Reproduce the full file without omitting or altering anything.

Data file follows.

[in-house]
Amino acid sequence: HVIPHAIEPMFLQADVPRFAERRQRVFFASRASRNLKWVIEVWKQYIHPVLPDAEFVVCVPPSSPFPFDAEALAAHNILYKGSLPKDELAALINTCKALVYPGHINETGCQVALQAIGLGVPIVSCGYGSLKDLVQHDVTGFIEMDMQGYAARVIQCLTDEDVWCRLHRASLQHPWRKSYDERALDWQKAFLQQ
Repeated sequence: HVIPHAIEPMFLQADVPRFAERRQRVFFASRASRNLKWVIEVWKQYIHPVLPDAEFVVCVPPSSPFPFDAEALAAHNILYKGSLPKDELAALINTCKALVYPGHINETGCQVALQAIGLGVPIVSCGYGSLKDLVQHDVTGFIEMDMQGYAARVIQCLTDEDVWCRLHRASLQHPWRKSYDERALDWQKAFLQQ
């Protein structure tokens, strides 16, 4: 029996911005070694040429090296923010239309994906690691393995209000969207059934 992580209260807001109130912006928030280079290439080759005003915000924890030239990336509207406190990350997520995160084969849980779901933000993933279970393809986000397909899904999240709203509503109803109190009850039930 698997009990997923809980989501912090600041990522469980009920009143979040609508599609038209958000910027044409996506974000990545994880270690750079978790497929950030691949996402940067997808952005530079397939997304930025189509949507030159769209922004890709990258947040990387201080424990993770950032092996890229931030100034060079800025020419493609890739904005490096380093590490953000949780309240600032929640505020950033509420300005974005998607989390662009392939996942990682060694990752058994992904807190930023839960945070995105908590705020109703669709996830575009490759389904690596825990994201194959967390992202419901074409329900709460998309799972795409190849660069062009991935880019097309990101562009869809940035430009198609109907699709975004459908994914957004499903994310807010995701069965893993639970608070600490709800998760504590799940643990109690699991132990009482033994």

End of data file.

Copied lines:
[in-house]
Amino acid sequence: HVIPHAIEPMFLQADVPRFAERRQRVFFASRASRNLKWVIEVWKQYIHPVLPDAEFVVCVPPSSPFPFDAEALAAHNILYKGSLPKDELAALINTCKALVYPGHINETGCQVALQAIGLGVPIVSCGYGSLKDLVQHDVTGFIEMDMQGYAARVIQCLTDEDVWCRLHRASLQHPWRKSYDERALDWQKAFLQQ
Repeated sequence: HVIPHAIEPMFLQADVPRFAERRQRVFFASRASRNLKWVIEVWKQYIHPVLPDAEFVVCVPPSSPFPFDAEALAAHNILYKGSLPKDELAALINTCKALVYPGHINETGCQVALQAIGLGVPIVSCGYGSLKDLVQHDVTGFIEMDMQGYAARVIQCLTDEDVWCRLHRASLQHPWRKSYDERALDWQKAFLQQ
């Protein structure tokens, strides 16, 4: 029996911005070694040429090296923010239309994906690691393995209000969207059934 992580209260807001109130912006928030280079290439080759005003915000924890030239990336509207406190990350997520995160084969849980779901933000993933279970393809986000397909899904999240709203509503109803109190009850039930 698997009990997923809980989501912090600041990522469980009920009143979040609508599609038209958000910027044409996506974000990545994880270690750079978790497929950030691949996402940067997808952005530079397939997304930025189509949507030159769209922004890709990258947040990387201080424990993770950032092996890229931030100034060079800025020419493609890739904005490096380093590490953000949780309240600032929640505020950033509420300005974005998607989390662009392939996942990682060694990752058994992904807190930023839960945070995105908590705020109703669709996830575009490759389904690596825990994201194959967390992202419901074409329900709460998309799972795409190849660069062009991935880019097309990101562009869809940035430009198609109907699709975004459908994914957004499903994310807010995701069965893993639970608070600490709800998760504590799940643990109690699991132990009482033994």